N-hydroxysuccinimide (NHS) esters are widely used to activate covalent coupling of amine-containing biomolecules onto surfaces in academic and commercial surface immobilizations in many applications. However, their intrinsic hydrolytic instability is well-known and limits this reactive surface chemistry. No methods are known to quantify this chemistry conveniently. We have used x-ray photoelectron spectroscopy (XPS) and time-of-flight secondary ion mass spectrometry (ToF-SIMS) to investigate surface hydrolysis and spatial reactivity in NHS-bearing thin films.@footnote 1@ Principal component analysis (PCA) of ion ToF-SIMS data correlates changes in the NHS chemistry as a function of conditions. NHS ester oligo(ethylene glycol) (NHS-OEG) monolayers on gold and commercial polymer films have been compared after surface treatments. From PCA results, multi-variate peak intensity ratios were developed to assess NHS reactivity, thin film thickness and oxidation of the monolayers during surface hydrolysis. Aging in ambient air up to seven days results in some NHS hydrolysis and thiol oxidation. Overnight film immersion under water completes hydrolysis and NHS removal. The same PCA peak intensity ratios for surface coupling of amine-terminated molecules confirmed that NHS surface regeneration methods re-establish bound NHS concentrations approximately 50% of that on freshly prepared NHS-OEG monolayers. The chemometrics were then extended to commercial poly(ethylene glycol) (PEG)-based polymer film-coated glass slides.@footnote 2@ Reactive NHS and methoxy-capped (MeO) regions (used for non-fouling) were co-patterned onto these slides using photolithographic methods. NHS patterns are easily imaged with ToF-SIMS/PCA, resolved at high sensitivity.@footnote 3@ NHS-specific protein coupling was imaged and correlated to NHS images by specific coupling of streptavidin on the surface though NHS chemistry. Specific NHS-mediated cell adhesion peptide (RGD) grafting could be imaged, and prompted fibroblasts in serum to attach and proliferate only on the NHS regions. Longer-term cell culture retains high cell-pattern fidelity correlating with chemical imaging of both the NHS and RGD patterns and also lack of cell adhesion to MeO regions. High cross-correlation between various ion-derived ToF-SIMS images is observed, providing sensitive chemical corroboration of pattern chemistry and biological reactivity in complex milieu. This method is unique with important practical impacts for application of new ToF-SIMS surface imaging tools to track and validate pattern fabrication and performance. @FootnoteText@ @footnote 1@X-ray photoelectron spectroscopy, time-of-flight secondary ion mass spectrometry, and principal component analysis of the hydrolysis, regeneration, and reactivity of N-hydroxysuccinimide-containing organic thin films Fang Cheng, Lara J. Gamble, David W. Grainger, David G. Castner, Anal. Chem. 2007, 79, 8781-8788 @footnote 2@Functionalized poly(ethylene glycol)-based bioassay surface chemistry that facilitates bio-immobilization and inhibits nonspecific protein, bacterial, and mammalian cell adhesion Gregory M. Harbers, Kazunori Emoto, Charles Greef, Steven W. Metzger, Heather N. Woodward, James J. Mascali, David W. Grainger, Michael J. Lochhead, Chem. Mater. 2007, 19, 4405-4414 @footnote 3@Imaging surface immobilization chemistry: correlation with cell patterning on non-adhesive hydrogel thin films Hironobu Takahashi, Kazunori Emoto, Manish Dubey, David G. Castner, David W. Grainger, Adv. Funct. Mater. In press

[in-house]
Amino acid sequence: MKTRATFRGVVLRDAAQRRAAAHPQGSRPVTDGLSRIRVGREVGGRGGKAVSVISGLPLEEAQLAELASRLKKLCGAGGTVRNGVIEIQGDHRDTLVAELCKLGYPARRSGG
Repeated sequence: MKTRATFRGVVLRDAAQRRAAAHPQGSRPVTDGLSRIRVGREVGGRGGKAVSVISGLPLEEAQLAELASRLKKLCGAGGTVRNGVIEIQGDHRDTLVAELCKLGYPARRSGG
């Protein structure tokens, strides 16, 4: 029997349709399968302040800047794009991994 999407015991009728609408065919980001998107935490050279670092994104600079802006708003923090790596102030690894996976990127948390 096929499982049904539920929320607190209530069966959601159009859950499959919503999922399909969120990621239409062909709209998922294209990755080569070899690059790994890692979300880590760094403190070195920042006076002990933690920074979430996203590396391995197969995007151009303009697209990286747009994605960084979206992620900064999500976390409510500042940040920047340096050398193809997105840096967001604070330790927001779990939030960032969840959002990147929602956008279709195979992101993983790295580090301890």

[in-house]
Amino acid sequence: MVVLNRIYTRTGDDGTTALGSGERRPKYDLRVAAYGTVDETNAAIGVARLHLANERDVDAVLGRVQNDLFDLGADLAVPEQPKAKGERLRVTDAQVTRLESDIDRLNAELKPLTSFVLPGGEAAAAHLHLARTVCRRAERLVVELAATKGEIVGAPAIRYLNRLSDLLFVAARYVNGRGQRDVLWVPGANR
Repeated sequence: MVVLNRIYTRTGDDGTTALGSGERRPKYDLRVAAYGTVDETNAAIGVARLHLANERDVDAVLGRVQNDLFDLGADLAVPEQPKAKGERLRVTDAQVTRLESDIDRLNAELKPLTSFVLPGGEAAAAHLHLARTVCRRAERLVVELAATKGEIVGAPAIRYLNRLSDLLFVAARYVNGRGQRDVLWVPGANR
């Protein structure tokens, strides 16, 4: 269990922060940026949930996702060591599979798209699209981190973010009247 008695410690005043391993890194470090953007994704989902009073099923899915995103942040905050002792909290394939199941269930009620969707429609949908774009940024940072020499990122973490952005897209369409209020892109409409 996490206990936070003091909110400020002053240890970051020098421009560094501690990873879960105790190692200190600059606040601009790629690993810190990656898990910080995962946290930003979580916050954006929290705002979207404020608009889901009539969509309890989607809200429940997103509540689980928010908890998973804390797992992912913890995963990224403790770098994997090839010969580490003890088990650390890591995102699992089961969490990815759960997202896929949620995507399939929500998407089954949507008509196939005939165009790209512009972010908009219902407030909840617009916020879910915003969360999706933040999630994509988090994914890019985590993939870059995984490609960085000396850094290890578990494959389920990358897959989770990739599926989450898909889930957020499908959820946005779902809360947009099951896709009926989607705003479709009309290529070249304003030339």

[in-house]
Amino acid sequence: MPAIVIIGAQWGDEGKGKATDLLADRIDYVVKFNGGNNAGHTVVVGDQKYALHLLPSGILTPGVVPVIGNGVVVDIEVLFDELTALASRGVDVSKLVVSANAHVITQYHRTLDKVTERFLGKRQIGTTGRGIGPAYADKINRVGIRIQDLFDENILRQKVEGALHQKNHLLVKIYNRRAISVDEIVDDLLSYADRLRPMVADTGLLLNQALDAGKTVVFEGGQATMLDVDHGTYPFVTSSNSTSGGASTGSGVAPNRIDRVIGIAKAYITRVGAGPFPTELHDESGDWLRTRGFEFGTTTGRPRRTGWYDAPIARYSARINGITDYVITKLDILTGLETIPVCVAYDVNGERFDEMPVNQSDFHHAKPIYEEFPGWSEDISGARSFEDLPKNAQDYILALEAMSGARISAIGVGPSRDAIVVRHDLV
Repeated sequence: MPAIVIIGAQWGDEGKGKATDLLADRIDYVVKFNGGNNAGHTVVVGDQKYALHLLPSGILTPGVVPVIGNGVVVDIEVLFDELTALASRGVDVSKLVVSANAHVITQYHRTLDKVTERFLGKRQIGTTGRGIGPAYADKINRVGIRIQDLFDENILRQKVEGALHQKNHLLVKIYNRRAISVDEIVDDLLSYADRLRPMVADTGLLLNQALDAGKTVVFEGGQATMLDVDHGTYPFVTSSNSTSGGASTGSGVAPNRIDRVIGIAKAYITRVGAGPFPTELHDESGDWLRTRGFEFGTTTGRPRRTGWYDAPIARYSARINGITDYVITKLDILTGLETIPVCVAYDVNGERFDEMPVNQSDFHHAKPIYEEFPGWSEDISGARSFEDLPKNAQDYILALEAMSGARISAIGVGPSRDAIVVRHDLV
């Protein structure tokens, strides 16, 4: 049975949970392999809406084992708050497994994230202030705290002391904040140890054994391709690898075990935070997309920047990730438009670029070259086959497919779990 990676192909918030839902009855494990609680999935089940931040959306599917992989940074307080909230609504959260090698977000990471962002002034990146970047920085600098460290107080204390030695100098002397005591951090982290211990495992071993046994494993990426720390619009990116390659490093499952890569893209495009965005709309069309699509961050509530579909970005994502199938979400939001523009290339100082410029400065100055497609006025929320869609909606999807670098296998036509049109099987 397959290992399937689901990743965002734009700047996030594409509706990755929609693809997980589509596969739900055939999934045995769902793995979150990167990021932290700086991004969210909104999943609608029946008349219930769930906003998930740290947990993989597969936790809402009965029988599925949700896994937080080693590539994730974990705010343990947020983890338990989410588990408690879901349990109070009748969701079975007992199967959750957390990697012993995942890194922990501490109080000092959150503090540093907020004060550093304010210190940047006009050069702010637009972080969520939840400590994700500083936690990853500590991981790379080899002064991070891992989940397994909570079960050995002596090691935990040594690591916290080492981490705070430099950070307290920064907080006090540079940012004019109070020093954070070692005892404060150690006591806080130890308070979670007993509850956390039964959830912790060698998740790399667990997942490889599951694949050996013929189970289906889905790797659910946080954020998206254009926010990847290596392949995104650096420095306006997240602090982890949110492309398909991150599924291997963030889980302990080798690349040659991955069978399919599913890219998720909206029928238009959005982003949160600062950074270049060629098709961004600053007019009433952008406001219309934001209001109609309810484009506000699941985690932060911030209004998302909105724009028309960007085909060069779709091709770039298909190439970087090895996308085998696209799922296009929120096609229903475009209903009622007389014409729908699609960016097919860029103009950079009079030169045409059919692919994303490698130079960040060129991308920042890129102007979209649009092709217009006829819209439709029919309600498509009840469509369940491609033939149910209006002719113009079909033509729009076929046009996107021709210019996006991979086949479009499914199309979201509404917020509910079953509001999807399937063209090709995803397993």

BM+BI+BO+NC-TuA-5 Nanoscale Determination of Conformation of a Polymeric Coating on Layered Surfaces